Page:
Suppose that you're a London council with a park called Valentines Park. And suppose that, within that park, there's a mansion called Valentines Mansion. And suppose too that this mansion has been closed for major renovation for the last two years. Well, on what date in February would you choose to reopen the place to the public? Yeah, obviously.
Valentines Mansion has a longhistory. Not a thrilling one, it has to be said, but impressive enough for somewhere just outside Ilford. The house was built in 1696 by the Archbishop of Canterbury's son-in-law (I'm sorry, but that's as nationally important as the place ever gets). In the early 18th century the place was expanded, and the gardens prettified to include an ornamental canal, the odd grotto and a big vine. The Valentines Vine is long dead, but a cutting made in 1769 was sent to Hampton Court and still thrives today (yes, indeed, thatvine). Various residents came and went over the succeeding decades, until Ilford Council acquired the building in 1912 and used it as (amongst other things) a hospital, a public health centre, and a housing department. And then it fell empty, and then English Heritage got worried about it, and then the Lottery chipped in with some money, and then it reopened yesterday.
The queue of would-be visitors stretching from the front door was half an hour long. I suspect the Redbridge council officials on site were jubilantly embarrassed by that. I passed the time chatting to the slightly deaf old lady in front of me, who remembered the times when she used to bring her children here to play in the gardens, and they didn't run on the lawns like this modern lot. Most of the visitors were of a similar age, although some of "this modern lot" and their parents were queueing too.
Once inside, the splendour of the renovation job was evident in every room. Nothing ostentatiously ornate, just smart wooden floors and period wallpaper and a rather swish stained glass window above the staircase. A film in the main gallery showed how builders and gardeners and artists had been involved in the restoration work, and even managed to make the process sound interesting. Various actors patrolled the house in character, one in a top hat, one in a lace bonnet, and one showing off his fine calves to all and sundry. In the Bird Room all the display cabinets were full of colourful origami animals, because that's art, while the Drawing Room contained a makeshift cafe doling out hot and cold beverages in non-heritage cups, because that's profit.
The good people of Redbridge crowded the rooms and passageways, taking a first opportunity to explore every nook and cranny. They swarmed round the single interactive history terminal so that nobody else could use it. They crammed into the tiny shop on the first floor, inspecting its stock of plastic rulers, honey and notelets. They allowed their uncontrollable offspring to bounce on the four poster in the bedchamber, much to the annoyance of the lady on duty. They trooped up to the attic to look round six brand new artist'sstudios, part of the drive to make the reopened mansion lived-in and sustainable. And I think they trooped down to the restored kitchen in the cellar, except I never found that particular room and only read about it in a leaflet on the way home.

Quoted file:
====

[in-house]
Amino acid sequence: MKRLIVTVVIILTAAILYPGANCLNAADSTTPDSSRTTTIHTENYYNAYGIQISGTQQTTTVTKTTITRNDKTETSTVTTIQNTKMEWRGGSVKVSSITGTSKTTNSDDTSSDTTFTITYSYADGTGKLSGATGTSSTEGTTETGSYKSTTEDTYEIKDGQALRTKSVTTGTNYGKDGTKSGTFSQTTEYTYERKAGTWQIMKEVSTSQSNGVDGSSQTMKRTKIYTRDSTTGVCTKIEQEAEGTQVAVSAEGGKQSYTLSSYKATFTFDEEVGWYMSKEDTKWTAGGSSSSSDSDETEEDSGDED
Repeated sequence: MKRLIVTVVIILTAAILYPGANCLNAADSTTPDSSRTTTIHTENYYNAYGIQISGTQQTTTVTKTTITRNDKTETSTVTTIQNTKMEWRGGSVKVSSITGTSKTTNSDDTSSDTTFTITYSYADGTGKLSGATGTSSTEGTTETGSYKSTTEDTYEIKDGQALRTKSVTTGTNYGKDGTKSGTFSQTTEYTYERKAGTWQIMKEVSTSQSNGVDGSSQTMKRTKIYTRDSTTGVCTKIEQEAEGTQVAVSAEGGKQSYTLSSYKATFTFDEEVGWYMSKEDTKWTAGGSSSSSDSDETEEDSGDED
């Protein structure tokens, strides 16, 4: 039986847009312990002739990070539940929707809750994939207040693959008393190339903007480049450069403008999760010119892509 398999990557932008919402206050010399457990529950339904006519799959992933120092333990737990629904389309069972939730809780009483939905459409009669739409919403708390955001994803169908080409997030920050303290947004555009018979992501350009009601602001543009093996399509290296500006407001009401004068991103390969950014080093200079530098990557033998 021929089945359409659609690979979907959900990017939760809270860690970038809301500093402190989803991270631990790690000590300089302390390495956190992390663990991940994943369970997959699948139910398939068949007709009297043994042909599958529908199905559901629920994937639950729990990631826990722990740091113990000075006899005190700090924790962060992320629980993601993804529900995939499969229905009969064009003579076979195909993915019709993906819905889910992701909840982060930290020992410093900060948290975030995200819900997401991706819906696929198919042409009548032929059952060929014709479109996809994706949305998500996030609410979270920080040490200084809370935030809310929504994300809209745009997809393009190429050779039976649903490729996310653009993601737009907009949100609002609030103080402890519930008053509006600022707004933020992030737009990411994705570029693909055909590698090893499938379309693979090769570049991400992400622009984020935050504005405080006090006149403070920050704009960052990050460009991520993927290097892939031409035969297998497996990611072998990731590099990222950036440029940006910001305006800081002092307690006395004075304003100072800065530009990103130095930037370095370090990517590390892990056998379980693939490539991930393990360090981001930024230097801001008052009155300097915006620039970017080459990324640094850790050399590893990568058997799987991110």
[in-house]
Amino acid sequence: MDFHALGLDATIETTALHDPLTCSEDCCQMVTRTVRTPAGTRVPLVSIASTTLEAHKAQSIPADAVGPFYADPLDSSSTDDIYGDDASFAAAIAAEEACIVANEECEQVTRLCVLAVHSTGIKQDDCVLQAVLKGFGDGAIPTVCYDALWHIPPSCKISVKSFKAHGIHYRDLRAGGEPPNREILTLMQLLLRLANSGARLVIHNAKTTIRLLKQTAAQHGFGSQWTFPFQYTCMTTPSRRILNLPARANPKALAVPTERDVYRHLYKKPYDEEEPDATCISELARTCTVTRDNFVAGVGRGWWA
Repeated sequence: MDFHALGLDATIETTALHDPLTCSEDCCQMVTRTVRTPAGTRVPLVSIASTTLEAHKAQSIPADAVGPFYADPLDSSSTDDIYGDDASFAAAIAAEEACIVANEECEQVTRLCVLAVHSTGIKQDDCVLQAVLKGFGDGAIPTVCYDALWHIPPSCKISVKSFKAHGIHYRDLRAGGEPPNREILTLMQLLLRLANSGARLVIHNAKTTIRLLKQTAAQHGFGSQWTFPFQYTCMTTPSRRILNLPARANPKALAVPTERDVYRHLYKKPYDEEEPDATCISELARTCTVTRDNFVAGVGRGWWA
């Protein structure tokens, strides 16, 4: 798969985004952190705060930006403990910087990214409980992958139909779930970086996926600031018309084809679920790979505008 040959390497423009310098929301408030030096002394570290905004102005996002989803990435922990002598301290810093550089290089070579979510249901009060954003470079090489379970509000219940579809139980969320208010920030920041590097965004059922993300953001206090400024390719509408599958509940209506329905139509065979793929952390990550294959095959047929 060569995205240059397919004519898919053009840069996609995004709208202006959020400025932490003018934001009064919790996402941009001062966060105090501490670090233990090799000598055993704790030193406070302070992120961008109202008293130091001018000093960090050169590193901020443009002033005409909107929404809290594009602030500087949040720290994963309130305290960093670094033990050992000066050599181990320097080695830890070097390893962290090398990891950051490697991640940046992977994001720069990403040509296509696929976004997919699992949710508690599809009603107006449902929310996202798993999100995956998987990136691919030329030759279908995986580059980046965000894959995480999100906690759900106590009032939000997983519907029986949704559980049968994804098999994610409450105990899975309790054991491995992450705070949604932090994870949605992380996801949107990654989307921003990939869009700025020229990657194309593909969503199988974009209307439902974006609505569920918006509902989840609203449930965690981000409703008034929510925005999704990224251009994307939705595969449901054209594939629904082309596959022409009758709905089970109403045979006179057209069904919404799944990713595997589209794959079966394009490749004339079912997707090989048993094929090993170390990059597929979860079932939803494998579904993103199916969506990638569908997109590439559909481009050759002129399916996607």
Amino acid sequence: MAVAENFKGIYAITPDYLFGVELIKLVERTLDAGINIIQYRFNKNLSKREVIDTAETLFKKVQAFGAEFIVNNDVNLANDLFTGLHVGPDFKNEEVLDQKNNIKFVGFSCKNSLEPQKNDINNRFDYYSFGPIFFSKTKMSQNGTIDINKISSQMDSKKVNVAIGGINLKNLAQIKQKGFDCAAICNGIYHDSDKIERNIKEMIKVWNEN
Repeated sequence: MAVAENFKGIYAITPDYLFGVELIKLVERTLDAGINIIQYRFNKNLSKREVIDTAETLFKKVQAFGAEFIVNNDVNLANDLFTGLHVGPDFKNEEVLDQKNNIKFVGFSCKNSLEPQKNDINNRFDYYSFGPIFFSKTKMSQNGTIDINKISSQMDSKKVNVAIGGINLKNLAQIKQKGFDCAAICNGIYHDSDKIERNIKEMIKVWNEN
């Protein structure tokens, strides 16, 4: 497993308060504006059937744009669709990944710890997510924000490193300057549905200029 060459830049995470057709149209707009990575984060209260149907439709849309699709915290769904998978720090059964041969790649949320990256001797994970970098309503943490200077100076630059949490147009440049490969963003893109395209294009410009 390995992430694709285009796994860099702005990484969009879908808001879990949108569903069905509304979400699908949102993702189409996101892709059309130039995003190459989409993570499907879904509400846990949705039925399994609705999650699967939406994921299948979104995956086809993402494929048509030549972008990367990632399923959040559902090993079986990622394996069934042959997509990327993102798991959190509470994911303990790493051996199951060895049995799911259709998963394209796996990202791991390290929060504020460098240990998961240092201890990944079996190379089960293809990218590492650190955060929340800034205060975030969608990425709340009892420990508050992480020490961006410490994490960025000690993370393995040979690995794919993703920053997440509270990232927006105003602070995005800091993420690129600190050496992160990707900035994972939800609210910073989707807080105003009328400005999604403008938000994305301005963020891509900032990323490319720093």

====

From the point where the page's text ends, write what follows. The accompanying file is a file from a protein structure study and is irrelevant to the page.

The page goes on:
The parkgardens look like they'll be rather lovely too, as well they should given the millions English Heritage have ploughed into their recreation. The walled Old English Garden is closest to completion, and already smells herby and pleasant. A formal Victorian rose garden (come back in June) leads down to the Long Water, a lengthy pristine pool with ornamental shell-encrusted grottoes at each end. Meanwhile an octagonal dovecote doubles as a rather posh gardeners' shed, and there are plans for a monthly farmersmarket on the site.
It's hard to believe that ten years ago the council wanted to turn the mansion over to Brewer's Fayre to become an anonymous steak-and-chips outpost on the Cranbrook Road. Thankfully public opinion (and £5m) changed their mind, and the result is a community heritage facility to be proud of. It's not worth travelling miles out of your way to visit, but East Londoners ought to pop in some Tuesday, Wednesday or Sunday for a free look round. And it's Opening Open Day part 2 today, if you fancy a post-Valentine's Valentines visit.